Bruce Bennett/Getty Images
Stompin' Tom Connors performs at the 2008 NHL Awards at Elgin Theatre in Toronto, Canada.
Stompin' Tom Connors performs at the 2008 NHL Awards at Elgin Theatre in Toronto, Canada. Bruce Bennett/Getty Images
Stompin' Tom Connors was a Canadian folk legend. He was 77 when he died Wednesday at his home in Ontario. To those of us stateside, his most well-known tune is "The Hockey Song," played at hockey games everywhere. But to Canadians, Stompin' Tom Connors was an inspiration because of his naked nationalist pride.
"He was a very patriotic Canadian that actually waved the flag, and that was something we don't see up here," says Brian Edwards, Connors' concert promoter. "We do have a national flag and everybody likes it, but you don't see it being waved very often, and a lot of Canadian entertainers don't do it."
Tom Connors spent his youth hitchhiking around Canada. He did odd jobs and collected the stories that would become his songs.
"Everything I write about is pretty much about Canada — the places I've been and the people I've met and the jobs they do," Connors told the CBC in 2010.
His nickname came from his habit of keeping time with the heel of his cowboy boot. He even carried a plywood stompin' board with him to gigs to keep from damaging the stage.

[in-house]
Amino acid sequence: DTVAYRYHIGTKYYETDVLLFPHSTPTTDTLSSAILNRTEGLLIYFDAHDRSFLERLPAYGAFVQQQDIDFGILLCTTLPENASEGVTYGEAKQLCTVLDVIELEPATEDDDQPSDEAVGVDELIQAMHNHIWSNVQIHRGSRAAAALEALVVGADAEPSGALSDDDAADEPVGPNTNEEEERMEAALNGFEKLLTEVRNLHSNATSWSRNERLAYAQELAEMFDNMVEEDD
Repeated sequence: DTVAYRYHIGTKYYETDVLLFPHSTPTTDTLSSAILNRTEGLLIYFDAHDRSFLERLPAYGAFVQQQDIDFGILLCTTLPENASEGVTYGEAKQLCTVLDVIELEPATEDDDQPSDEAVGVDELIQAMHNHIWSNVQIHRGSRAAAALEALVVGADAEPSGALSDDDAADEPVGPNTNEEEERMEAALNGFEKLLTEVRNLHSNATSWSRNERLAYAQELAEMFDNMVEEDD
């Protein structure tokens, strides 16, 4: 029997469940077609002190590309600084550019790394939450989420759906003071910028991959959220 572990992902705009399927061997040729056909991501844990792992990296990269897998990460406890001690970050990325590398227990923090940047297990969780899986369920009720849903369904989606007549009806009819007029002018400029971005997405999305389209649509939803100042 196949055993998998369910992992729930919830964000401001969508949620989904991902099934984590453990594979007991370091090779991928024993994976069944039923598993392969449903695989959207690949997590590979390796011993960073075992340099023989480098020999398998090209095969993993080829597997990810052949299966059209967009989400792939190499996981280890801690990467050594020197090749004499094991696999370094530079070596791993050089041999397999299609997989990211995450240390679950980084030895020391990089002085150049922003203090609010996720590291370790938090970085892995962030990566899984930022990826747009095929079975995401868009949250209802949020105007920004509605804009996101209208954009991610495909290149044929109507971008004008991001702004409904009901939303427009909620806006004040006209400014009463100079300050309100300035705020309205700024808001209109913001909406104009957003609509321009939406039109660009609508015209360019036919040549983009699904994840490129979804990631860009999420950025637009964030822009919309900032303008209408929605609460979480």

Among Connors' many fans, one you might not expect is musician Dave Grohl of the Foo Fighters and Nirvana. Grohl first heard Connors' music when he was touring in Canada with one of his early punk bands.
"Punk rock was all about walking it like you talk it, and integrity was always something that we measured an artist by," Grohl told NPR's Melissa Block. "And it just seemed like, how could you be more for real than Stompin' Tom?"
Connors released 50 albums and toured Canada until he was 75 years old. He told the CBC he hoped his songs instilled pride.
"I would like people, and especially young people, to, when they wake up in the morning, instead of whistling some tune about good ol' Nashville or good ol' somewhere in Texas or something in the United States, maybe whistle 'Sudbury Saturday Night' or something, kind of unconsciously, and say to themselves, 'Hey, we're actually whistling about Canada,' " Connors said.